Rough Road for Thailand’s BTR-3 APC Purchase
Thai Defence Minister Boonrawd Somthas recently suspended a controversial arms deal announced in mid-August 2007 between Thailand and Ukraine, bringing the purchase of 96 BTR-3E1 wheeled armored personnel carriers (APCs) for Bt4 billion (about $117.6 million) to a halt. The BTR-3E1 amphibious armored personnel carriers had beaten APC contenders from China, Russia, and Canada to win the Thai order, and a recent request from Iraq would make 9 customer countries if the Thai order goes through. BTR-3s are built by an international consortium led by the United Arab Emirates’ ADCOM MANUFACTURING Company Ltd. WLL, in partnership with Ukrainian firms Kharkiv Morozov Machine Building Design Bureau, and the State Scientific Technical Centre of Artillery & Rifle Arms. Jane’s describes the BTR-3 as:
“a more recent design [than the BTR-80] with a raised roof for greater internal volume… powered by a locally developed UTD-20 diesel coupled to a manual transmission. Armament consists of the Shturm combat module armed with a locally produced 30mm ZTM-1 cannon, 40mm automatic grenade launcher, 7.62mm machine gun and twin launcher for Barrier ATGW with a maximum range of 5,500m. The vehicle is fully amphibious, being propelled in the water at a speed of 8-10km/h.”
The BTR-3E1 deal has caused a rift in the Defence Ministry, pitting the (now transferred to an inactive post) Admiral Banawit Kengrien against army chief (and now Deputy Prime Minister) Sonthi Boonyaratglin. Questions have also been raised about the Ukrainian firm’s inclusion in the competition, pointing out that they didn’t submit their bid by the deadline. The Office of the Auditor-General chimed in with its own report, questioning including whether the Ukrainian APC has a proper after-sale maintenance agreement, and whether it was in line with national procurement policy. The current army chief, Gen. Anupong Paochinda, has said the army would accept any decision made by Defence Minister Somtas. The ministry has set up a committee to re-examine the deal.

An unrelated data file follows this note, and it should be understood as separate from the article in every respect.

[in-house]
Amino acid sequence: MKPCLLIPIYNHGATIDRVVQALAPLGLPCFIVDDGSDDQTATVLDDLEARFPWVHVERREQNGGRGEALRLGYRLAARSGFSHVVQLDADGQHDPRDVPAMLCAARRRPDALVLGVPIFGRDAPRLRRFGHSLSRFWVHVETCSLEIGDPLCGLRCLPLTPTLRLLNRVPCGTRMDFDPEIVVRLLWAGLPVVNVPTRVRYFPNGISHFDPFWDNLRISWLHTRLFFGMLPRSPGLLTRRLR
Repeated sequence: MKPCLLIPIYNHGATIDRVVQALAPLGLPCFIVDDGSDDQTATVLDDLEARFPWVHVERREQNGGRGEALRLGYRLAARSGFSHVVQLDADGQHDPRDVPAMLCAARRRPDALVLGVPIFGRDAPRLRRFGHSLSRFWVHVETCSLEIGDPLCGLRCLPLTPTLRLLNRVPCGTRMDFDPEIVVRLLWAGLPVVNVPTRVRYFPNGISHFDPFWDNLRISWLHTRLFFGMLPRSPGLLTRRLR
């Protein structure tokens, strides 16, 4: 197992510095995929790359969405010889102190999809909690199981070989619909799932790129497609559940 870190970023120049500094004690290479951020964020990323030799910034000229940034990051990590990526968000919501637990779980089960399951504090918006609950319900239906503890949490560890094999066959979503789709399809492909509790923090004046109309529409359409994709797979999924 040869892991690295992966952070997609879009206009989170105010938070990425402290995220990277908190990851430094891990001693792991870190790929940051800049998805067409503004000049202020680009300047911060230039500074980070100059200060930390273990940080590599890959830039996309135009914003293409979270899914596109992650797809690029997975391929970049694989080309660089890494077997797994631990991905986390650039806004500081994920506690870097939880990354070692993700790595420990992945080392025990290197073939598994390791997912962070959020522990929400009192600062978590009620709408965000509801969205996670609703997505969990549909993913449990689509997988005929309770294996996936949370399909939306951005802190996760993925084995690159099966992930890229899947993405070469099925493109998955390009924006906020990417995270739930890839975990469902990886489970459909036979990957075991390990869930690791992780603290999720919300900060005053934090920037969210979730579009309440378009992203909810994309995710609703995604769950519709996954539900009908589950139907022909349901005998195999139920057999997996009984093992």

This could be good news for General Dynamics Canada, whose amphibious LAV-II and non-amphibious LAV-III/Stryker vehicles are often mentioned as the Thai competition’s “higher quality, higher price” alternative. ‘Military experts’ complaining that a BTR-3 won’t stop an RPG-7 rocket should be aware that the LAV-III/Stryker won’t do so, either, however, unless it’s protected by cage armor. Which could also be fitted to the BTRs, in order to give them similar odds. Action Ukraine Monitoring Service report | Thailand’s “The Nation” report.